Friday, January 14, 2011

The Mind God Intended Us to Have

"Do not be anxious about anything, but in every situation, by prayer and petition, with thanksgiving, present your requests to God."-Philippians 4:6

Worry is a very dangerous thing. It's deceitful because when you are not suffering from it, it seems like it would be such an easy thing to conquer. When it's not one of the problems you are personally dealing with, it is easy to tell someone to simply stop worrying. We've all said it to someone else at one point or another. However, it is a very different story when you are the one wrestling with worry. Indeed, worry is a master of mind warfare, because it hides it's true strength before attacking it's victims.

As you may know by now, I have a developed a fondness of looking up the origin of a word, and this is no exception. The word worry comes to us from the Old English word, "wyrgan", literally meant "to strangle". Isn't that a most fitting definition of the word worry today? When we worry about something, we find ourselves consumed by it, sometimes to the point of having a panic attack that can actually close off our airways, and literally strangle us. And all of this for what?

Worrying is never done in a present-tense situations. Whether the moment be 5 minutes from now, or a time so far off, it may never happen, worrying is necessarily a future-tense action. The things that are produced from out of our mouths take their origination from the thoughts that control our minds. When we always talk about things that revolve around worry, it shows a lack of trust and faith in God and His plan for us. Romans 8:28 says, "And we know that all things work together for good to them that love God, to them who are the called according to his purpose."

Much like the apostles in the book of Acts, If we are doing God's purpose, we should know no fear or worries. If anyone had the right to worry, then it would have been the apostles in the book of Acts. They were strictly forbidden by the Jewish council in Jerusalem to teach and preach the message of Jesus, and were ultimately thrown in jail for defying these orders (Acts 5:17-41). However, while they sat locked up in prison, an angel of God came and gave them a different commandment. The instructions given by the angel were not to go out in the streets and preach the message of Christ, but to take the message of Jesus to the temples! God simply wouldn't allow His plan to be disrupted by the worries of men. However, the apostles were brought in and questioned regarding their further teaching, and I love the response they gave in justification for doing so. Rather than worry about what the "powers-that-be" would do to them, they gave a clear and decisive answer. Acts 5:29 says, "Then Peter and the other apostles answered and said, We ought to obey God rather than men." When I picture this scene in my mind, Peter is not cowering or saying this meekly. No, that is not the brash Peter we know. He stood tall and said this in a matter-of-fact tone. Worry was worship to a false god, and the apostles knew it.

I believe the apostles were able to preach the message because their minds were not given time to focus on thoughts of worry and doubt. Instead, the kept hearing the words of Jesus in Matthew 28:20, "...and, lo, I am with you alway, even unto the end of the world. Amen." It didn't matter what the high priest or temple captain did to the apostles, there would be no worrying from them. Believe me when I say that this was not based in an ignorant mindset. After all, they had just witnessed what the priests and temple guards were capable of doing when they turned on Jesus. However, the sweet words, "...and, lo, I am with you alway, even unto the end of the world. Amen." kept ringing in their ears.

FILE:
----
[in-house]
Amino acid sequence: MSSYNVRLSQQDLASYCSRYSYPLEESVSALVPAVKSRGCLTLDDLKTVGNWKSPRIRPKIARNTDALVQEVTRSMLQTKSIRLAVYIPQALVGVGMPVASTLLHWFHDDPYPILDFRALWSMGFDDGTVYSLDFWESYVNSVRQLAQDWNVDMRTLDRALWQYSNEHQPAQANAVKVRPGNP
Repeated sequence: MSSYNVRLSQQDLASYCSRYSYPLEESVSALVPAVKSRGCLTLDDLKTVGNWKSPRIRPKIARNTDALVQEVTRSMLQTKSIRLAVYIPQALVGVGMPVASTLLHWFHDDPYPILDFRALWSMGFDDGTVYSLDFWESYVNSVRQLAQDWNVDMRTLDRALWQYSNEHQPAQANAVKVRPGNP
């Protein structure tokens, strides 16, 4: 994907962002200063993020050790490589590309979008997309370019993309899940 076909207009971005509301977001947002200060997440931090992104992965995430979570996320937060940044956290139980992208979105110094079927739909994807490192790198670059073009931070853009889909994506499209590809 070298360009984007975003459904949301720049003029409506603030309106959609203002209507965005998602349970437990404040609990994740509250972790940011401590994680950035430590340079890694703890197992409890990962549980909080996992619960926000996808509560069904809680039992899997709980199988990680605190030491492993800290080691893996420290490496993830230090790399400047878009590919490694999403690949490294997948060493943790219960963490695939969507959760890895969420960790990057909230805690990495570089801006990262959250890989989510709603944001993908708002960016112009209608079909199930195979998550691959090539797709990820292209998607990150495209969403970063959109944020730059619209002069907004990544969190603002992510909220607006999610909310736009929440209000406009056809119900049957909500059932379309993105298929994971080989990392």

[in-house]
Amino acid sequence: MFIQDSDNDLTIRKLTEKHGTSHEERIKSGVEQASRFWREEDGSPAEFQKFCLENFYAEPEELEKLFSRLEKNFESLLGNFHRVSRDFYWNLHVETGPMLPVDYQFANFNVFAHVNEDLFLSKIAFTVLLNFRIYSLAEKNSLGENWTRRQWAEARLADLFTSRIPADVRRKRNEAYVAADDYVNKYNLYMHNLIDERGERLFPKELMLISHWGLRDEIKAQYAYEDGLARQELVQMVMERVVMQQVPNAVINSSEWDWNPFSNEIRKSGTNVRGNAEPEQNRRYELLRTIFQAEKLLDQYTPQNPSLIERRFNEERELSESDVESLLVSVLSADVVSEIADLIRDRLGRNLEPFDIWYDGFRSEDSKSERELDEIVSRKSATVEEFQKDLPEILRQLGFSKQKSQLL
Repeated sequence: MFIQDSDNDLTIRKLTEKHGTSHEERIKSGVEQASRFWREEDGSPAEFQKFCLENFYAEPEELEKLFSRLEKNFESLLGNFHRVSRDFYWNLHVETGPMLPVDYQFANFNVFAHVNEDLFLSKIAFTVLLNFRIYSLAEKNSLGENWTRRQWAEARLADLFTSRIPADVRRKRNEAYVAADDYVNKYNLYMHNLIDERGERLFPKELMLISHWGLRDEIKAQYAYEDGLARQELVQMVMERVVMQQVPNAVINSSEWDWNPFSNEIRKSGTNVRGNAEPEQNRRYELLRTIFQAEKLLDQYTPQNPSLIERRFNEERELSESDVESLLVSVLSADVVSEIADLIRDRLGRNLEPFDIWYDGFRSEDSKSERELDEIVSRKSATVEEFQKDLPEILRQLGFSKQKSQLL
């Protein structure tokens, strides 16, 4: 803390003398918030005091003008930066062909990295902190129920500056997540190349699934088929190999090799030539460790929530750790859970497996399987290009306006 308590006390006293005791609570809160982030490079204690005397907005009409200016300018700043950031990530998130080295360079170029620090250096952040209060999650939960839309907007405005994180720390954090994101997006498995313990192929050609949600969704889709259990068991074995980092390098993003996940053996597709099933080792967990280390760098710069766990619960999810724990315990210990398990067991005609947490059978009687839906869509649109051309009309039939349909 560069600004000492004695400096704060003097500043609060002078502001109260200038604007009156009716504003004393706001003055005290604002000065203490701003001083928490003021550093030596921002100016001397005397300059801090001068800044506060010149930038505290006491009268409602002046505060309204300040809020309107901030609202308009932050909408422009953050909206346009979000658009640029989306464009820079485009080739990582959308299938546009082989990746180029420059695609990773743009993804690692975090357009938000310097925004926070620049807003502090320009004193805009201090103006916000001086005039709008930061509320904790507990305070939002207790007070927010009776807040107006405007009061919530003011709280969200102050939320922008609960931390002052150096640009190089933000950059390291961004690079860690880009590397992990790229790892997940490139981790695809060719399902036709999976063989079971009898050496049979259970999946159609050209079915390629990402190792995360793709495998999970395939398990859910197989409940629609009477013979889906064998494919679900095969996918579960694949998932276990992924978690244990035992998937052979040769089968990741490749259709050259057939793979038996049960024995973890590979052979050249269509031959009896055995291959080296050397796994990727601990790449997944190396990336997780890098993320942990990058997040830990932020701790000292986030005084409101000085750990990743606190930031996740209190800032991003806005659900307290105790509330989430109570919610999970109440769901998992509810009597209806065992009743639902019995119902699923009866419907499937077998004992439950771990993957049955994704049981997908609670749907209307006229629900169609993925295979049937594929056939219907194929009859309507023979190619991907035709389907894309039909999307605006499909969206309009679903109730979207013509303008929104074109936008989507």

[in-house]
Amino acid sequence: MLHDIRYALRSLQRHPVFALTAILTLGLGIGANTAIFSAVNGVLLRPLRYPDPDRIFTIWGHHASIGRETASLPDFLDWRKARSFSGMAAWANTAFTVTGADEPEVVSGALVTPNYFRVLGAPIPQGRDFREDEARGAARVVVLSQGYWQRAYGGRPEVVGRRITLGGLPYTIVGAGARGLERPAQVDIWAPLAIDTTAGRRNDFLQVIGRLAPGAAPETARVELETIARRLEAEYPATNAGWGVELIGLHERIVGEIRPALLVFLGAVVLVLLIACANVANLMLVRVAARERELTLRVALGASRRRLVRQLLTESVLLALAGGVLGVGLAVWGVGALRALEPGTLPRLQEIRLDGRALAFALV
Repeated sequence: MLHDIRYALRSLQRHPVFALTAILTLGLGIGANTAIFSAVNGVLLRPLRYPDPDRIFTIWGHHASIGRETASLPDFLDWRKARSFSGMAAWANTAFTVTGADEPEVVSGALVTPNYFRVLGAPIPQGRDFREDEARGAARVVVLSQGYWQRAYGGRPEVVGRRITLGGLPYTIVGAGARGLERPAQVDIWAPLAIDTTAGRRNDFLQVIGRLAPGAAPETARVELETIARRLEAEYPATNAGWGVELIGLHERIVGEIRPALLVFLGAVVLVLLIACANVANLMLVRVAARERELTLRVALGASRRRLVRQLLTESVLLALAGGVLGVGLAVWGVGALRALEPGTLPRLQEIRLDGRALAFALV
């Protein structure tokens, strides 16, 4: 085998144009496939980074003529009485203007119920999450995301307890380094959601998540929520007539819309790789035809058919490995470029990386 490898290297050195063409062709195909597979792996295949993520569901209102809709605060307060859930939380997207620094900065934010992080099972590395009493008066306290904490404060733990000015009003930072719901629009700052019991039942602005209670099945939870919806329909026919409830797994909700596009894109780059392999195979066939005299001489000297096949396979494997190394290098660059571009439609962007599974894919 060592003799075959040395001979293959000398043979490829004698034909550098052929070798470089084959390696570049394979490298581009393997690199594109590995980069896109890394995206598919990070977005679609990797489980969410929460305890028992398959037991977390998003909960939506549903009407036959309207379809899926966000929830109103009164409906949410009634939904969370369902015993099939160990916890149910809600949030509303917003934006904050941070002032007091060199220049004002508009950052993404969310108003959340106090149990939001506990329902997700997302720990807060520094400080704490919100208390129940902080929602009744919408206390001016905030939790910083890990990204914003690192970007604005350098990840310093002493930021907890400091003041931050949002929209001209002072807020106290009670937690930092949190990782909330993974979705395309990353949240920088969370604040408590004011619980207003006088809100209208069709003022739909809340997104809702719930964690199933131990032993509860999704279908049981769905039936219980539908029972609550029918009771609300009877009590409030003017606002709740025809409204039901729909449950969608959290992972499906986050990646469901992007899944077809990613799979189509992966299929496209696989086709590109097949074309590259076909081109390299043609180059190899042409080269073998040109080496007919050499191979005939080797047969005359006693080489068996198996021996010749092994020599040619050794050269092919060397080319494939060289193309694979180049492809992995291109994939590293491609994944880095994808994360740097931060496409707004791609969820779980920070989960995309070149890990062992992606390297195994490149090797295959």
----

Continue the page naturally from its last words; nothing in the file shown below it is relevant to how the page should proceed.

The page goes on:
"And lo.."- This is used to call the attention of the listener. This meant that Jesus intended for the following words to have 100% of the audiences attention.

"..I am.."- This is powerful because it was Jesus of Nazareth, the one and only savior taking personal responsibility for the promise that follows. This is not Christ putting the responsibility off onto someone else, but accepting a job so big, only he could do it. It also shows a present tense application, which means that it will never stop happening. He didn't say that he was, or that he possibly would be. No, he said I am.

"..With you alway.."- Jesus is putting an subject to his powerful promise. If he ended it here, it would have been sufficient to know that we have the almighty power of Jesus, in whom all power is given (Matt. 28:18).

"..even unto the end of the world."- This seals the promise Christ just made. It is meant to invoke a feeling of solidarity to the promise. The idea is that there is nothing of this world that can possibly separate us from the love and comfort of God. Not even death could hold this promise back. In fact, not even the ending of this world could break this promise of God.

"Amen"- The word amen means, "so let it be done." Jesus said it, and he sealed it, on Earth and in heaven.

Someone once said, "Faith isn't the ability to believe long and far into the misty future. It's simply the ability to take God at His word, and take the next step." This has never rang more true than when we discuss the topic of worry. It is not God's plan that you would allow yourself to be strangled by your own thoughts. No, like the apostles, he has plans for you. The key to conquering worry is a three step process.

First, you must believe Romans 8:28.

Second, you base this belief on Matthew 28:20.

Third, you work this faith by implementing Philippians 4:6.

Only after we've obeyed God's plan of salvation and stay true to the steps above can we enjoy the benefits of the healthy mind that God intended us to have in the first place.

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